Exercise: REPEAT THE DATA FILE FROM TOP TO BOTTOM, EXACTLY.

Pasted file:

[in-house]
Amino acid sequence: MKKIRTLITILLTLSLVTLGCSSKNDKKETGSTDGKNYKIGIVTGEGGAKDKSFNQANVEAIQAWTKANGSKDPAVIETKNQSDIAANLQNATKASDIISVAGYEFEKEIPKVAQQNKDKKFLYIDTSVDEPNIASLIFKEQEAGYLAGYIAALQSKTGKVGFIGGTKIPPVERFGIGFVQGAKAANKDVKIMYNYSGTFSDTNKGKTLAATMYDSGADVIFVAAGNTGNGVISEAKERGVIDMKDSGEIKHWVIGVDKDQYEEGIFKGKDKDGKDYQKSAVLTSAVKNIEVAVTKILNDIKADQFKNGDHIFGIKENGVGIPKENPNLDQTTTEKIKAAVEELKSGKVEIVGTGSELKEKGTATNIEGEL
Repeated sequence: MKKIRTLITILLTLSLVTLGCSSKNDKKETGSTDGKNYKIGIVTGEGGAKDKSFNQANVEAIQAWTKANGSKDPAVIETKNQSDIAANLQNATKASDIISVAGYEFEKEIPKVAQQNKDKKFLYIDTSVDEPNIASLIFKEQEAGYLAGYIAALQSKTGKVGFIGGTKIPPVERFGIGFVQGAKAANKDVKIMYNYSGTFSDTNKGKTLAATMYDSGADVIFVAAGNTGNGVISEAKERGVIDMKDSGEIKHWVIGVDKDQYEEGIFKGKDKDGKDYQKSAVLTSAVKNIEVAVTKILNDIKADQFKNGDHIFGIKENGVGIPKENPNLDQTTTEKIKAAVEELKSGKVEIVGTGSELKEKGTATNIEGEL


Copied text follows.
[in-house]
Amino acid sequence: MKKIRTLITILLTLSLVTLGCSSKNDKKETGSTDGKNYKIGIVTGEGGAKDKSFNQANVEAIQAWTKANGSKDPAVIETKNQSDIAANLQNATKASDIISVAGYEFEKEIPKVAQQNKDKKFLYIDTSVDEPNIASLIFKEQEAGYLAGYIAALQSKTGKVGFIGGTKIPPVERFGIGFVQGAKAANKDVKIMYNYSGTFSDTNKGKTLAATMYDSGADVIFVAAGNTGNGVISEAKERGVIDMKDSGEIKHWVIGVDKDQYEEGIFKGKDKDGKDYQKSAVLTSAVKNIEVAVTKILNDIKADQFKNGDHIFGIKENGVGIPKENPNLDQTTTEKIKAAVEELKSGKVEIVGTGSELKEKGTATNIEGEL
Repeated sequence: MKKIRTLITILLTLSLVTLGCSSKNDKKETGSTDGKNYKIGIVTGEGGAKDKSFNQANVEAIQAWTKANGSKDPAVIETKNQSDIAANLQNATKASDIISVAGYEFEKEIPKVAQQNKDKKFLYIDTSVDEPNIASLIFKEQEAGYLAGYIAALQSKTGKVGFIGGTKIPPVERFGIGFVQGAKAANKDVKIMYNYSGTFSDTNKGKTLAATMYDSGADVIFVAAGNTGNGVISEAKERGVIDMKDSGEIKHWVIGVDKDQYEEGIFKGKDKDGKDYQKSAVLTSAVKNIEVAVTKILNDIKADQFKNGDHIFGIKENGVGIPKENPNLDQTTTEKIKAAVEELKSGKVEIVGTGSELKEKGTATNIEGEL